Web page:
The role played by women in the evolution of religious art and architecture has been largely neglected. This study of upper-class women in the fifteenth and sixteenth centuries corrects that oversight, uncovering the active role they undertook in choosing designs, materials, and locations for monuments, commissioning repairs and additions to many parish churches, chantry chapels, and almshouses characteristic of the English countryside. Their preferred art, Barbara Harris shows, reveals their responses to the religious revolution and signifies their preferred identities.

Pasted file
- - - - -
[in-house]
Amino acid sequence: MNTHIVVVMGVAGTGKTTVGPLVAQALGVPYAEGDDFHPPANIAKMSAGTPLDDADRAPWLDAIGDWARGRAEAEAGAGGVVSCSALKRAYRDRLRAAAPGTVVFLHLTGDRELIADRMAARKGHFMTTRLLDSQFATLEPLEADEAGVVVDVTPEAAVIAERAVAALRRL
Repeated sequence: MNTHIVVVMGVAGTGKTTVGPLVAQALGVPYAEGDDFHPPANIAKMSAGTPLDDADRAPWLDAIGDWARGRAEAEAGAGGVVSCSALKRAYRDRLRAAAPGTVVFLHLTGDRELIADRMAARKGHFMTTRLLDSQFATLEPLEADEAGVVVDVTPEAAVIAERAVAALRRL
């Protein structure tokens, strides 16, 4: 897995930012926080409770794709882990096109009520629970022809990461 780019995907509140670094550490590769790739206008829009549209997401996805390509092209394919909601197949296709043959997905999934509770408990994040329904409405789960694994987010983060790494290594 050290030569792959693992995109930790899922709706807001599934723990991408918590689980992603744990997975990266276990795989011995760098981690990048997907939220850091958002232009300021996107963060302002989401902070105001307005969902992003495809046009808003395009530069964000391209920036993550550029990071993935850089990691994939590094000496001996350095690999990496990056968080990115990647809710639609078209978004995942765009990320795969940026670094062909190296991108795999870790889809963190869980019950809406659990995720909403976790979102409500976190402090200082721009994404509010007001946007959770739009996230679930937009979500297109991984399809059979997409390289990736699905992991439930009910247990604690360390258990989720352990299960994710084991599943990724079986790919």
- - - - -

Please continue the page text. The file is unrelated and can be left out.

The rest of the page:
About the Author
Barbara Harris is professor emeritus of history and women’s studies at the University of North Carolina at Chapel Hill.